New Times,
New Thinking.

  1. Culture
  2. Radio & Podcasts
22 October 2015

How to tape an opera: recording Orphée et Eurydice

Capturing live opera demands more than a series of mikes attached to the lapels of singers and someone pressing Record.

By Antonia Quirke

“Any mention of the gold lamé trouser suit and the boobs?”

I’m in the basement of the Royal Opera House in London during a Radio 3 recording of a new production of Gluck’s 1774 tragedy Orphée et Eurydice, featuring the esteemed Monteverdi Choir (24 October, 6.30pm, BBC Radio 3). Everybody is looking through the monitor at the American soprano Amanda Forsythe playing the god Amour while dressed like something out of Boogie Nights.

Having assumed that capturing live opera demands a series of mikes attached to the lapels of singers and someone pressing Record, I find it in fact involves a sound balancer, Susan, and her assistant, Adele, continually talking fast and low, minutely fading up and down the acoustics emerging from over 60 places in the theatre where microphones have been positioned and repositioned (“Was that a slight crash?” “Yes, a cello kicking”). The singers rarely wear radio mikes, Susan tells me, because “it can sound too close. You need to hear space and separation and distance. The sense of something happening on an actual stage.”

One of the challenges tonight is the long sections of dance in the production, which must be captured to suggest the bounce and flux of feet yet never overwhelm the ear. The listener must not be too frustrated about things they can’t see. Such diligence was sobering, the love in the room so evident: not just for the music, but for the latticework of tiny decisions that go into making perfect music radio. As the producer, Ellie, sits bent over her score – a dusty great, 1967 library edition, full of pencilled notes and crossings – it is evident that she has seen this particular production several times already, every onstage gesture mentally logged, how each particular performer moves, or even likes to breathe.

The running commentary is spookily prescient, as if these women are mind-readers (“He’ll shift now”). Most memorably, when the Peruvian tenor Juan Diego Flórez, as Orphée, embraces the British soprano Lucy Crowe’s Eurydice, there is a muffled, lip-smacking noise, very subtle and unusual, open to aural interpretation.

Select and enter your email address Your weekly guide to the best writing on ideas, politics, books and culture every Saturday. The best way to sign up for The Saturday Read is via The New Statesman's quick and essential guide to the news and politics of the day. The best way to sign up for Morning Call is via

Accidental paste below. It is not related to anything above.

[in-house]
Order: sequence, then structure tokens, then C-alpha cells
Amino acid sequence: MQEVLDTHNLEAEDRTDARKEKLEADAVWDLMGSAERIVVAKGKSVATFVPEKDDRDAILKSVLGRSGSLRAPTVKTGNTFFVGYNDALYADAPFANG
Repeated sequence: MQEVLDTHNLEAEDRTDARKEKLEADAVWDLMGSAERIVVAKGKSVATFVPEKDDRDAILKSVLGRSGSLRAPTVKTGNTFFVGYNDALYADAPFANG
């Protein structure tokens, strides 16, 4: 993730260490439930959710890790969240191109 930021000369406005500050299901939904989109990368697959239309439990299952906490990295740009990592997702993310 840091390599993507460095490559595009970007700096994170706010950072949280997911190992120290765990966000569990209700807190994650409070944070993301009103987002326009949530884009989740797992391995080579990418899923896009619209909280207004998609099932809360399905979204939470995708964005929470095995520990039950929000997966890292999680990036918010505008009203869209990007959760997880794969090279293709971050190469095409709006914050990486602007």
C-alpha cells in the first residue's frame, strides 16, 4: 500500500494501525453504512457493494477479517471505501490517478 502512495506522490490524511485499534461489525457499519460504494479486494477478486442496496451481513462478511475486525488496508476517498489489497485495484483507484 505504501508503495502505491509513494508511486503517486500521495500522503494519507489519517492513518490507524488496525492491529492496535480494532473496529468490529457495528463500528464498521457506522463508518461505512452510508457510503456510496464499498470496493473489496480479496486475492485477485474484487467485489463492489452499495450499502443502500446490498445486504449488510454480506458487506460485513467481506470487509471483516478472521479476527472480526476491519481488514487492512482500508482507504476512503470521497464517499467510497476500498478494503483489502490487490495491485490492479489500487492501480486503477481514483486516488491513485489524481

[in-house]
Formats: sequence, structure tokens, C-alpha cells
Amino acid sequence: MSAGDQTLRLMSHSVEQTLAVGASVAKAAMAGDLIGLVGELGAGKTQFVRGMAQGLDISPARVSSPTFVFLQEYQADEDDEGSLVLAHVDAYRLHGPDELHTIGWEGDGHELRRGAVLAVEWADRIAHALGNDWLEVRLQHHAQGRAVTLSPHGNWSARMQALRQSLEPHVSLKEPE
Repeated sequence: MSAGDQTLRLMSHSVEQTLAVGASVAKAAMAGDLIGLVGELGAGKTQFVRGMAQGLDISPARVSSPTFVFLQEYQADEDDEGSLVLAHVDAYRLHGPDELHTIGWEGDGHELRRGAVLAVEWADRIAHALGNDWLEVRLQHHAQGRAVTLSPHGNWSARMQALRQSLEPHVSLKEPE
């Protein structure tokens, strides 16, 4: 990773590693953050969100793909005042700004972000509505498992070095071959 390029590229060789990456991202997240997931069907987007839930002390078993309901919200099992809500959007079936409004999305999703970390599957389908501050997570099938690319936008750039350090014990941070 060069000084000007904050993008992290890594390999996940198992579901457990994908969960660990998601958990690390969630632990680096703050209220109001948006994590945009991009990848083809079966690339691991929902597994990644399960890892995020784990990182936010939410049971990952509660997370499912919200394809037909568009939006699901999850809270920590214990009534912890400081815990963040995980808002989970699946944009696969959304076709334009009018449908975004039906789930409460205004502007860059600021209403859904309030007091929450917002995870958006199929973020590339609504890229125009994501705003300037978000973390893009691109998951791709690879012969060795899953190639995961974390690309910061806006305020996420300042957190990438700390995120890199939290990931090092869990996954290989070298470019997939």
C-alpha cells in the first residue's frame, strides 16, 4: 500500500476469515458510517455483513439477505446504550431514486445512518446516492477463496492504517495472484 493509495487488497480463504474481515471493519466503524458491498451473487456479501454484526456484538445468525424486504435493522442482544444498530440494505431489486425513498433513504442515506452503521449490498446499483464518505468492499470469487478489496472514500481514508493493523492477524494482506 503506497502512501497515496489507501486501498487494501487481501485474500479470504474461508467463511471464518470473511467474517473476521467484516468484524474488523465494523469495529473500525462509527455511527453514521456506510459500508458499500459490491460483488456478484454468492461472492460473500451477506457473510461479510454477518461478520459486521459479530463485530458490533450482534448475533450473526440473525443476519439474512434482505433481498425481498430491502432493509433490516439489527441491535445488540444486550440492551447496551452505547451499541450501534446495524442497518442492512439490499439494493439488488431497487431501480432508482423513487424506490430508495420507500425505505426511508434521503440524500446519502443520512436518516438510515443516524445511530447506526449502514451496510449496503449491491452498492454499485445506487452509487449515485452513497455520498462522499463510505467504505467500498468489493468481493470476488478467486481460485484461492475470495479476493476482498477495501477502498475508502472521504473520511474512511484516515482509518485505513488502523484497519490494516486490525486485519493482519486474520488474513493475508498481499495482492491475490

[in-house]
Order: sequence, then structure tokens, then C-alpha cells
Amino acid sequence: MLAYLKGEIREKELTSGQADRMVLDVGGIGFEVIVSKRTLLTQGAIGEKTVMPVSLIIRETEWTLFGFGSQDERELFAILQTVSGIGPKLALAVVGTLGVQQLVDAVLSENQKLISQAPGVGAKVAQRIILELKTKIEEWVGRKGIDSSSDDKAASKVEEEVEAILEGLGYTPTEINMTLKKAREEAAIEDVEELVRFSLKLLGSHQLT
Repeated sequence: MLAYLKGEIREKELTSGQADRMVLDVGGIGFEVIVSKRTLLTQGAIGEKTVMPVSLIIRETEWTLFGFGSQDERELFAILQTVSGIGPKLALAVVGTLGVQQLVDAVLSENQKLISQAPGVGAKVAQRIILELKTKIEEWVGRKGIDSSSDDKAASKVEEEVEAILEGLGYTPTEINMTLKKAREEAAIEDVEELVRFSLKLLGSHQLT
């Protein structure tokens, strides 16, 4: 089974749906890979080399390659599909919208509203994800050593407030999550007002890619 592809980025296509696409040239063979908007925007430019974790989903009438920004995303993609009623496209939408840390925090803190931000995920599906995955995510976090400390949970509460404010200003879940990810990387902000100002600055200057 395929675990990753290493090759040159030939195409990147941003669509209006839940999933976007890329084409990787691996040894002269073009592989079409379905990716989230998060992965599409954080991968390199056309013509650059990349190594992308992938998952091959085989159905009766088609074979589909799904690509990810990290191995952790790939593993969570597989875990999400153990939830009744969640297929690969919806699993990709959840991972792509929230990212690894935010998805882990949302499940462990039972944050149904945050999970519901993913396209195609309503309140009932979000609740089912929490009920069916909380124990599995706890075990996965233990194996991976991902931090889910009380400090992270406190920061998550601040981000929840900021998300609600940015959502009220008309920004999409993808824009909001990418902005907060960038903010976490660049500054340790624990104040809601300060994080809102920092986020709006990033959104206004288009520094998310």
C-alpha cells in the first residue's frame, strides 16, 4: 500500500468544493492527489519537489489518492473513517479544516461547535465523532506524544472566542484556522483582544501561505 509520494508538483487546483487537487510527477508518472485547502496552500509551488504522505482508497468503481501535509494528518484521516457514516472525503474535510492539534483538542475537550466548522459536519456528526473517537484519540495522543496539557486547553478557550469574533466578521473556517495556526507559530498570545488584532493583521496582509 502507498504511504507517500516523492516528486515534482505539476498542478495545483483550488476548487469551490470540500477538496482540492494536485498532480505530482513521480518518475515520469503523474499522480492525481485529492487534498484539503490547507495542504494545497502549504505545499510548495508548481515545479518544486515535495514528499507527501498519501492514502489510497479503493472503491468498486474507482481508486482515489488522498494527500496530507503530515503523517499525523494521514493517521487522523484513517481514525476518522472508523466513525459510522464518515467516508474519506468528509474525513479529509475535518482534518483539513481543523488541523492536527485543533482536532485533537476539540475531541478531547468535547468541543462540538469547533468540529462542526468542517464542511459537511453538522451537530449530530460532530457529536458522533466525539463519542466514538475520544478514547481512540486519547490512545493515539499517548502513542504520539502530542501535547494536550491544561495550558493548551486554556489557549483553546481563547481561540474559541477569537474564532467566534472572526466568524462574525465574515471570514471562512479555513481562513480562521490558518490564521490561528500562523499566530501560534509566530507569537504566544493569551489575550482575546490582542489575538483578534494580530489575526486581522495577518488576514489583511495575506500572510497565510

• Administration / Office
  • Arts and Culture
  • Board Member
  • Business / Corporate Services
  • Client / Customer Services
  • Communications
  • Construction, Works, Engineering
  • Education, Curriculum and Teaching
  • Environment, Conservation and NRM
  • Facility / Grounds Management and Maintenance
  • Finance Management
  • Health - Medical and Nursing Management
  • HR, Training and Organisational Development
  • Information and Communications Technology
  • Information Services, Statistics, Records, Archives
  • Infrastructure Management - Transport, Utilities
  • Legal Officers and Practitioners
  • Librarians and Library Management
  • Management
  • Marketing
  • OH&S, Risk Management
  • Operations Management
  • Planning, Policy, Strategy
  • Printing, Design, Publishing, Web
  • Projects, Programs and Advisors
  • Property, Assets and Fleet Management
  • Public Relations and Media
  • Purchasing and Procurement
  • Quality Management
  • Science and Technical Research and Development
  • Security and Law Enforcement
  • Service Delivery
  • Sport and Recreation
  • Travel, Accommodation, Tourism
  • Wellbeing, Community / Social Services
Visit our privacy Policy for more information about our services, how Progressive Media Investments may use, process and share your personal data, including information on your rights in respect of your personal data and how you can unsubscribe from future marketing communications.

“A kiss,” murmurs Susan, narrowing her eyes. “A kiss. Yes . . . let’s keep that in.” 

Content from our partners
The future of private credit
Peatlands are nature's unsung climate warriors
How the apprenticeship levy helps small businesses to transform their workforce

This article appears in the 21 Oct 2015 issue of the New Statesman, The 18th-century Prime Minister